Pacific nuclear legacy overshadows US talks in Marshall Islands
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Marshall Islands officials say they are ready to resume talks with the United States this week on renewing a long-standing economic and security deal, provided Washington addresses grievances stemming from the testing of nuclear weapons on the Pacific archipelago more than 70 years ago.
The United States detonated 67 nuclear bombs in the Marshall Islands between 1946-58, and the health and environmental impacts are still felt on the islands and atolls that lie between Hawaii and the Philippines.
US special envoy Joseph Yun is scheduled to land in the capital Majuro on Thursday to resume negotiations on extending the 20-year Compact of Free Association, part of which expires in 2023.
Marshall Islands negotiators first want the United States to pay more of the compensation awarded by the international Nuclear Claims Tribunal, totalling just over $3 billion, of which around $270 million has been paid so far.
Officials in Majuro broke off talks in September to renew the compact, a key international agreement between the United States, the Marshall Islands, Micronesia and Palau.
The Marshall Islands said it would also be ready to resume talks with Yun if Washington tackled health and environmental issues stemming from their nuclear testing.
"We are ready to sign (a Compact extension) tomorrow, once the key issues are addressed," Parliament Speaker Kenneth Kedi told AFP.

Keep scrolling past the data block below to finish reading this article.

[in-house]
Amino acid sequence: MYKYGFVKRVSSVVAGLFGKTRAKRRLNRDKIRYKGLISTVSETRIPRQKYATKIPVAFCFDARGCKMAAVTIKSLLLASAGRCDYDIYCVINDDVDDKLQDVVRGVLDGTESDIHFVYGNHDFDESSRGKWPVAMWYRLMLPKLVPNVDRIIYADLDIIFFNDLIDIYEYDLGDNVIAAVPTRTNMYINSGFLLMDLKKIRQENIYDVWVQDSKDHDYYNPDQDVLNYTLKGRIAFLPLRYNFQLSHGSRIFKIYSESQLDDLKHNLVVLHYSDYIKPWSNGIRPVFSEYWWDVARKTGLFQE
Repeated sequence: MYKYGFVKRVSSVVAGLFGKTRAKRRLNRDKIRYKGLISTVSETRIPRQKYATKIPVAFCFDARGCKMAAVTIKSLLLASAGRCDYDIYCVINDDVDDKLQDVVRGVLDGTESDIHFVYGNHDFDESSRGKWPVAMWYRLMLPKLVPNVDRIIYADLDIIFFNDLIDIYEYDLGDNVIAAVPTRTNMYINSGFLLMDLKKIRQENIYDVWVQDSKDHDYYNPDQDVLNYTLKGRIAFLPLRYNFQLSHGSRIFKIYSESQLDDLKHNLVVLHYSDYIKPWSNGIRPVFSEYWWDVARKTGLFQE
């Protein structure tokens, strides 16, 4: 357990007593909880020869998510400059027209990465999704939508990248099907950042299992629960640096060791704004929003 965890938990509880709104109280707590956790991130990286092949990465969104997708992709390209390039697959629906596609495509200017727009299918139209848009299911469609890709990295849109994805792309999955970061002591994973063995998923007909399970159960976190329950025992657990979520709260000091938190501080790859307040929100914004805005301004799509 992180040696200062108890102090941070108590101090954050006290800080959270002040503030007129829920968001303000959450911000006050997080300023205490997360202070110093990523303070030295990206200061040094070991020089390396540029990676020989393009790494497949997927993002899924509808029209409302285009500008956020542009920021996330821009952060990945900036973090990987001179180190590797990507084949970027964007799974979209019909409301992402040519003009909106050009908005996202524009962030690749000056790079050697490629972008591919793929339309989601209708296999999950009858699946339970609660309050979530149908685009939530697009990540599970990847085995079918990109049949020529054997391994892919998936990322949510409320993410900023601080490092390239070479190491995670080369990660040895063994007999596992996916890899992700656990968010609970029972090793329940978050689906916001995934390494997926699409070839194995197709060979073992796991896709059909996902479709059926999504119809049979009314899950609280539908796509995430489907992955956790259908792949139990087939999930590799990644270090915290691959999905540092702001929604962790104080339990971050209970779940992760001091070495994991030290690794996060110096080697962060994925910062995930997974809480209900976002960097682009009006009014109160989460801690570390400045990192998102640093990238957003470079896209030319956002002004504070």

"We need to come up with a dignified solution," he said. Kedi represents Rongelap Atoll, which is still affected by nuclear testing.
He was encouraged by an agreement signed in late September by US President Joe Biden and Pacific island leaders, including Marshall Islands President David Kabua, that included references to the US commitment to addressing its nuclear past.
However, until that happens, "it casts a question mark on all the promises Washington has made," Kedi said.
"If we can't resolve issues from our past, how will it be going forward with other issues?"
Thousands of Marshall Islanders were engulfed in a radioactive fallout cloud following the 1954 Castle Bravo nuclear test by the US military, and many subsequently experienced health problems.
Tonnes of contaminated debris from the testing was dumped in a crater on the Enewetak Atoll and capped with concrete that has since cracked, sparking health concerns.
Hundreds of islanders from the Marshall's Bikini, Enewetak, Rongelap and Utrik atolls have also had to relocate due to nuclear contamination. Many are still unable to return home.
A study issued by the US National Cancer Institute in 2004 estimated around 530 cancer cases had been caused by the nuclear testing.
"As Bikinians, we’ve done enough for the United States," said Alson Kelen, chairman of the Marshall Islands’ National Nuclear Commission, who believes the United States should pay the full amount of the compensation awarded.
"We're not asking to be rich. We're asking for funding to solve our nuclear problems ... really the funds are to mitigate and address the problems of our health, relocations and nuclear cleanups," Kelen said.